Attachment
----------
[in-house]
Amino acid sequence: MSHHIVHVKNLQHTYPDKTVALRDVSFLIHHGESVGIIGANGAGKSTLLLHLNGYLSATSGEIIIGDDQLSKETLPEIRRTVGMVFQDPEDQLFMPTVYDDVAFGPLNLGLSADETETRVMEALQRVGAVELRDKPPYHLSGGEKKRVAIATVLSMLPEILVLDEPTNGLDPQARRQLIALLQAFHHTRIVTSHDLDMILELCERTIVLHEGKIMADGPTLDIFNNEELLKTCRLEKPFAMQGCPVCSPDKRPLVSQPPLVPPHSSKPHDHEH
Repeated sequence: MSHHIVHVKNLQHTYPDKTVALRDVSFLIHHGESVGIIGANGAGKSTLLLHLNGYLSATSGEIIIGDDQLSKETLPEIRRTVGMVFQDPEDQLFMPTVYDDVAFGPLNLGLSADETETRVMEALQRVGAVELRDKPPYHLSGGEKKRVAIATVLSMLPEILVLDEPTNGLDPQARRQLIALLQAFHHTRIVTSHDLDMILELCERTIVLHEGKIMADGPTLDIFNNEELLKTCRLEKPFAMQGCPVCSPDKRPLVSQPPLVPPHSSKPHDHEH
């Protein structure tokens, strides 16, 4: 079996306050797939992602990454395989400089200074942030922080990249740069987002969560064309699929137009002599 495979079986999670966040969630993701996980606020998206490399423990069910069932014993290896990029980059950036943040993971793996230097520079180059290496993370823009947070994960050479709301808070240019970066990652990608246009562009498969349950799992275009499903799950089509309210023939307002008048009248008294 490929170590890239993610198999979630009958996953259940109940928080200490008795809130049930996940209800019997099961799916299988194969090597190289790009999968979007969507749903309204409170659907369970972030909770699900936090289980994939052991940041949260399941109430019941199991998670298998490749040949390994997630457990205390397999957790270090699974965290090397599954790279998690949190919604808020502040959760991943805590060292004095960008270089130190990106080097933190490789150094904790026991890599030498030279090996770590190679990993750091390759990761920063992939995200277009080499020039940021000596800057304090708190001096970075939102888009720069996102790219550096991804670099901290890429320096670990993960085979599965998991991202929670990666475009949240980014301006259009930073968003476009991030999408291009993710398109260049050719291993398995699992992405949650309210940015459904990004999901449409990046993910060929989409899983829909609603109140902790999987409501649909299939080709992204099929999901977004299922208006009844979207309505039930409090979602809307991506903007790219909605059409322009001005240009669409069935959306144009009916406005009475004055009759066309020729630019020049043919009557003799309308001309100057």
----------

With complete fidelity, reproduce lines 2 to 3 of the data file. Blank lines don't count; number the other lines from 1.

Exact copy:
Amino acid sequence: MSHHIVHVKNLQHTYPDKTVALRDVSFLIHHGESVGIIGANGAGKSTLLLHLNGYLSATSGEIIIGDDQLSKETLPEIRRTVGMVFQDPEDQLFMPTVYDDVAFGPLNLGLSADETETRVMEALQRVGAVELRDKPPYHLSGGEKKRVAIATVLSMLPEILVLDEPTNGLDPQARRQLIALLQAFHHTRIVTSHDLDMILELCERTIVLHEGKIMADGPTLDIFNNEELLKTCRLEKPFAMQGCPVCSPDKRPLVSQPPLVPPHSSKPHDHEH
Repeated sequence: MSHHIVHVKNLQHTYPDKTVALRDVSFLIHHGESVGIIGANGAGKSTLLLHLNGYLSATSGEIIIGDDQLSKETLPEIRRTVGMVFQDPEDQLFMPTVYDDVAFGPLNLGLSADETETRVMEALQRVGAVELRDKPPYHLSGGEKKRVAIATVLSMLPEILVLDEPTNGLDPQARRQLIALLQAFHHTRIVTSHDLDMILELCERTIVLHEGKIMADGPTLDIFNNEELLKTCRLEKPFAMQGCPVCSPDKRPLVSQPPLVPPHSSKPHDHEH